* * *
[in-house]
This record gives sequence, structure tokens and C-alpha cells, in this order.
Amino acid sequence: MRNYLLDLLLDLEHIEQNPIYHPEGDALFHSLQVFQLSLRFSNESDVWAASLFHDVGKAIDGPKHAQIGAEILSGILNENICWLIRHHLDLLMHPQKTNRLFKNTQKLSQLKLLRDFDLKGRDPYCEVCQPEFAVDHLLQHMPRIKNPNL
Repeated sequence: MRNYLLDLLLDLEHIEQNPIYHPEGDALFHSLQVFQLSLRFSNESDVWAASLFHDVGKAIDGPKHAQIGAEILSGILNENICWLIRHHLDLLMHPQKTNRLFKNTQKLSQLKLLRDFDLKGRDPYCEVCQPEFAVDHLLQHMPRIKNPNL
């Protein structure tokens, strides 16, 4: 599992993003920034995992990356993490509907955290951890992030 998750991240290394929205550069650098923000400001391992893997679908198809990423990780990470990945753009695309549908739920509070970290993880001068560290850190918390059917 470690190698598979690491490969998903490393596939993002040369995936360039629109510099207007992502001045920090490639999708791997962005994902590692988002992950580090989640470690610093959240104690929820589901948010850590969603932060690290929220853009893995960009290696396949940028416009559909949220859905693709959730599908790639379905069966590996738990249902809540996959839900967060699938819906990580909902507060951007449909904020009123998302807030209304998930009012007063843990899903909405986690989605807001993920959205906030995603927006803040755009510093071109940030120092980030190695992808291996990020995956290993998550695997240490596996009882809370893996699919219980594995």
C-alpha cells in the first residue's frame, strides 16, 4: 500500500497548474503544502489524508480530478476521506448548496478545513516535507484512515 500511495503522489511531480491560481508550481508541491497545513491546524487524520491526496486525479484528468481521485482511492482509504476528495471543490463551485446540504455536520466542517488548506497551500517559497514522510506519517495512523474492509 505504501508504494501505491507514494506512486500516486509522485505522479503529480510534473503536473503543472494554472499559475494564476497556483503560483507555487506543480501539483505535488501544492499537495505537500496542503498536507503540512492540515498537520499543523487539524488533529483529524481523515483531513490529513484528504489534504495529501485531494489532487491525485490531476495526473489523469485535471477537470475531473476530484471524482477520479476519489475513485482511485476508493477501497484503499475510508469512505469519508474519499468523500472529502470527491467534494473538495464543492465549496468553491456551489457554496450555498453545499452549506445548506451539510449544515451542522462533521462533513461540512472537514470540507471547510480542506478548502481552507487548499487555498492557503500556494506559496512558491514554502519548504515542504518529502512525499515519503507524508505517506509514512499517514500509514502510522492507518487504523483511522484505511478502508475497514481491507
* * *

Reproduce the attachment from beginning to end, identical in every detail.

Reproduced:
[in-house]
This record gives sequence, structure tokens and C-alpha cells, in this order.
Amino acid sequence: MRNYLLDLLLDLEHIEQNPIYHPEGDALFHSLQVFQLSLRFSNESDVWAASLFHDVGKAIDGPKHAQIGAEILSGILNENICWLIRHHLDLLMHPQKTNRLFKNTQKLSQLKLLRDFDLKGRDPYCEVCQPEFAVDHLLQHMPRIKNPNL
Repeated sequence: MRNYLLDLLLDLEHIEQNPIYHPEGDALFHSLQVFQLSLRFSNESDVWAASLFHDVGKAIDGPKHAQIGAEILSGILNENICWLIRHHLDLLMHPQKTNRLFKNTQKLSQLKLLRDFDLKGRDPYCEVCQPEFAVDHLLQHMPRIKNPNL
């Protein structure tokens, strides 16, 4: 599992993003920034995992990356993490509907955290951890992030 998750991240290394929205550069650098923000400001391992893997679908198809990423990780990470990945753009695309549908739920509070970290993880001068560290850190918390059917 470690190698598979690491490969998903490393596939993002040369995936360039629109510099207007992502001045920090490639999708791997962005994902590692988002992950580090989640470690610093959240104690929820589901948010850590969603932060690290929220853009893995960009290696396949940028416009559909949220859905693709959730599908790639379905069966590996738990249902809540996959839900967060699938819906990580909902507060951007449909904020009123998302807030209304998930009012007063843990899903909405986690989605807001993920959205906030995603927006803040755009510093071109940030120092980030190695992808291996990020995956290993998550695997240490596996009882809370893996699919219980594995």
C-alpha cells in the first residue's frame, strides 16, 4: 500500500497548474503544502489524508480530478476521506448548496478545513516535507484512515 500511495503522489511531480491560481508550481508541491497545513491546524487524520491526496486525479484528468481521485482511492482509504476528495471543490463551485446540504455536520466542517488548506497551500517559497514522510506519517495512523474492509 505504501508504494501505491507514494506512486500516486509522485505522479503529480510534473503536473503543472494554472499559475494564476497556483503560483507555487506543480501539483505535488501544492499537495505537500496542503498536507503540512492540515498537520499543523487539524488533529483529524481523515483531513490529513484528504489534504495529501485531494489532487491525485490531476495526473489523469485535471477537470475531473476530484471524482477520479476519489475513485482511485476508493477501497484503499475510508469512505469519508474519499468523500472529502470527491467534494473538495464543492465549496468553491456551489457554496450555498453545499452549506445548506451539510449544515451542522462533521462533513461540512472537514470540507471547510480542506478548502481552507487548499487555498492557503500556494506559496512558491514554502519548504515542504518529502512525499515519503507524508505517506509514512499517514500509514502510522492507518487504523483511522484505511478502508475497514481491507